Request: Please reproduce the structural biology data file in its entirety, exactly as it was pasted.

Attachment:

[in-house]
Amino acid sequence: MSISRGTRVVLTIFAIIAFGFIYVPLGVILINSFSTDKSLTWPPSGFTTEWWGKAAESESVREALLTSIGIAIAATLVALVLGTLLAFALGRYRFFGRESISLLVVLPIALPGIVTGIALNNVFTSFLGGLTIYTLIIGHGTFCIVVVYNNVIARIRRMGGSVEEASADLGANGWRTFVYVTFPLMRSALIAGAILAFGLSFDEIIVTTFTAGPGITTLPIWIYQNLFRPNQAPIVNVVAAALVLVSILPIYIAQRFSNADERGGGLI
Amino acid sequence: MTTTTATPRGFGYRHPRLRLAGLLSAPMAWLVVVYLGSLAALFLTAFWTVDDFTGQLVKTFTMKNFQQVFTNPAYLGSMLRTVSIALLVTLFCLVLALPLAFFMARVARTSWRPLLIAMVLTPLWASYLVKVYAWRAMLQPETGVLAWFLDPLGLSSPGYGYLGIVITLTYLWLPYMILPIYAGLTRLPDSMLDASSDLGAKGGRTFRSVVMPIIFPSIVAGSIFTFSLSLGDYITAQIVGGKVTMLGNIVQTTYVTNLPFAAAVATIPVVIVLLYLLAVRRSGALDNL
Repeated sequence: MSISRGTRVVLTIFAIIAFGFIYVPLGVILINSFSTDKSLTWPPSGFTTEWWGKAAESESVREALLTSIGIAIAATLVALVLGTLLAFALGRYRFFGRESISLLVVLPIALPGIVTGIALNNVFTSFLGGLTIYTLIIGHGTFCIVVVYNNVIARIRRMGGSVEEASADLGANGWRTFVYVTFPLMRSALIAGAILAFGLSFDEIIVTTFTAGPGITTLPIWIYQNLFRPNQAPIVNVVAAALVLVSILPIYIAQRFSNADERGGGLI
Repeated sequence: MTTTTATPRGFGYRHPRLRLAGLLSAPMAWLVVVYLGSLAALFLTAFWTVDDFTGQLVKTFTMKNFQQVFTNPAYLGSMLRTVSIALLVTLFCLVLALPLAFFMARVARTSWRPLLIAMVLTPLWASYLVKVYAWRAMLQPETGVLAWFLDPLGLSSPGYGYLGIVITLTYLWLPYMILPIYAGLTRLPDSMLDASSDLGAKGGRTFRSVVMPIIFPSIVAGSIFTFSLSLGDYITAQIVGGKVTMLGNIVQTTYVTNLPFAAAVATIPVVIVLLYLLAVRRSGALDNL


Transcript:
[in-house]
Amino acid sequence: MSISRGTRVVLTIFAIIAFGFIYVPLGVILINSFSTDKSLTWPPSGFTTEWWGKAAESESVREALLTSIGIAIAATLVALVLGTLLAFALGRYRFFGRESISLLVVLPIALPGIVTGIALNNVFTSFLGGLTIYTLIIGHGTFCIVVVYNNVIARIRRMGGSVEEASADLGANGWRTFVYVTFPLMRSALIAGAILAFGLSFDEIIVTTFTAGPGITTLPIWIYQNLFRPNQAPIVNVVAAALVLVSILPIYIAQRFSNADERGGGLI
Amino acid sequence: MTTTTATPRGFGYRHPRLRLAGLLSAPMAWLVVVYLGSLAALFLTAFWTVDDFTGQLVKTFTMKNFQQVFTNPAYLGSMLRTVSIALLVTLFCLVLALPLAFFMARVARTSWRPLLIAMVLTPLWASYLVKVYAWRAMLQPETGVLAWFLDPLGLSSPGYGYLGIVITLTYLWLPYMILPIYAGLTRLPDSMLDASSDLGAKGGRTFRSVVMPIIFPSIVAGSIFTFSLSLGDYITAQIVGGKVTMLGNIVQTTYVTNLPFAAAVATIPVVIVLLYLLAVRRSGALDNL
Repeated sequence: MSISRGTRVVLTIFAIIAFGFIYVPLGVILINSFSTDKSLTWPPSGFTTEWWGKAAESESVREALLTSIGIAIAATLVALVLGTLLAFALGRYRFFGRESISLLVVLPIALPGIVTGIALNNVFTSFLGGLTIYTLIIGHGTFCIVVVYNNVIARIRRMGGSVEEASADLGANGWRTFVYVTFPLMRSALIAGAILAFGLSFDEIIVTTFTAGPGITTLPIWIYQNLFRPNQAPIVNVVAAALVLVSILPIYIAQRFSNADERGGGLI
Repeated sequence: MTTTTATPRGFGYRHPRLRLAGLLSAPMAWLVVVYLGSLAALFLTAFWTVDDFTGQLVKTFTMKNFQQVFTNPAYLGSMLRTVSIALLVTLFCLVLALPLAFFMARVARTSWRPLLIAMVLTPLWASYLVKVYAWRAMLQPETGVLAWFLDPLGLSSPGYGYLGIVITLTYLWLPYMILPIYAGLTRLPDSMLDASSDLGAKGGRTFRSVVMPIIFPSIVAGSIFTFSLSLGDYITAQIVGGKVTMLGNIVQTTYVTNLPFAAAVATIPVVIVLLYLLAVRRSGALDNL